In 1 natural history study, 24% of patients with a CIS who were followed for an average of 4 years reached an Expanded Disability Status Scale (EDSS) score of at least 6 (a score of 6 is defined as unable to walk 100 meters without unilateral assistance) and 40% of those followed for 6 to 15 years entered the secondary-progressive phase of the disease.23 In another study, the natural course of the disease was less aggressive, with only 24% of patients reaching an EDSS score of at least 6 and 39% developing secondary-progressive MS 20 years after the onset of their first clinical demyelinating event.23

Some patients have a very mild form of RRMS, with minimal or no disability at least 10 years after disease onset, which is often referred to as benign MS. Although natural history studies have yielded conflicting results, most suggest that many of these patients will develop significant disability and enter the secondary-progressive phase of the disease within 20 years. There are no reliable predictors to identify which patients will continue to have a mild course. Furthermore, neuropsychological testing reveals cognitive impairment in approximately 20% to 45% of patients considered to have benign MS. Therefore, the diagnosis of benign MS should include an assessment of cognitive function and only be considered in retrospect and after prolonged follow-up.

Conclusion

The etiology of MS is unknown, but it is likely due to complex interactions between environmental and genetic factors and the immune system. The clinical manifestations and the course of MS are extremely variable, but most patients accumulate disability over time. To optimize treatment outcomes, clinicians need to be familiar with the immunopathogenesis, symptoms, and natural course of the disease, and the recently revised MS diagnostic criteria.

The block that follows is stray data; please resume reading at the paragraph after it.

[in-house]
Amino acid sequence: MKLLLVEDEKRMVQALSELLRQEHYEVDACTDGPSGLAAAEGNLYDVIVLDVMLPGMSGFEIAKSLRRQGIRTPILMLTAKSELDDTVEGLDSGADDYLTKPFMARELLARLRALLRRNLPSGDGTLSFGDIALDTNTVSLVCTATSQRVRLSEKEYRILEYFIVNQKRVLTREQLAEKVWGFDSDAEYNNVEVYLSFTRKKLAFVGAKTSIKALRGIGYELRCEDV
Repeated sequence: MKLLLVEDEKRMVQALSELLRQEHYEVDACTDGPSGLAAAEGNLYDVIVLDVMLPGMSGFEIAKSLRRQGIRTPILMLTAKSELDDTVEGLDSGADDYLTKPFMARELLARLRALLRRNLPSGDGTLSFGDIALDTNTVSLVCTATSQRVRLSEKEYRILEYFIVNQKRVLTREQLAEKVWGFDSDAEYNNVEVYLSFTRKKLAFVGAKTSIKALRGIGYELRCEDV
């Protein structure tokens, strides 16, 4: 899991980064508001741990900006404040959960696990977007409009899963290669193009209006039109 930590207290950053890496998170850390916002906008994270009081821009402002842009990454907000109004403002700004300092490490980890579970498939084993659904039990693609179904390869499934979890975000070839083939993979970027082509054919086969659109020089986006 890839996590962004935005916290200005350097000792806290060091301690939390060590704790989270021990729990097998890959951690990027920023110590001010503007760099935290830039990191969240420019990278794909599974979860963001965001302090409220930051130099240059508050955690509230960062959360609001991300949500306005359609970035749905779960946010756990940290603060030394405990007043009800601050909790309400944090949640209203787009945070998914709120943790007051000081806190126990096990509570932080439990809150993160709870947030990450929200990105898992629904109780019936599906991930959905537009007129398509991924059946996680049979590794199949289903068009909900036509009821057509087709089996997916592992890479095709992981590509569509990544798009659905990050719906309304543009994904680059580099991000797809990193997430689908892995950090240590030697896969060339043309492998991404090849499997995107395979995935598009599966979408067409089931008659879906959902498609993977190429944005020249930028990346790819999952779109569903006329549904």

Author affiliation: MS Center for Innovations in Care, Missouri Baptist Medical Center, St. Louis, Missouri.
Funding source: This activity is supported by educational grants from EMD Serono, Inc, and Teva Pharmaceuticals, Ltd.
Author disclosure: Dr Tullman reports consultancy/advisory board membership with with Acorda Therapeutics, Allergan, Biogen Idec, Genzyme, Novartis, and Teva Pharmaceuticals. He also reports grant support from Acorda Therapeutics and honoraria from Acorda Therapeutics, Biogen Idec, EMD Serono, Novartis, Pfizer, and Teva Pharmaceuticals.
Authorship information: Analysis and interpretation of data; drafting of the manuscript; critical revision of the manuscript for important intellectual content; and supervision.
Address correspondence to: E-mail: mjt2796@bjc.org.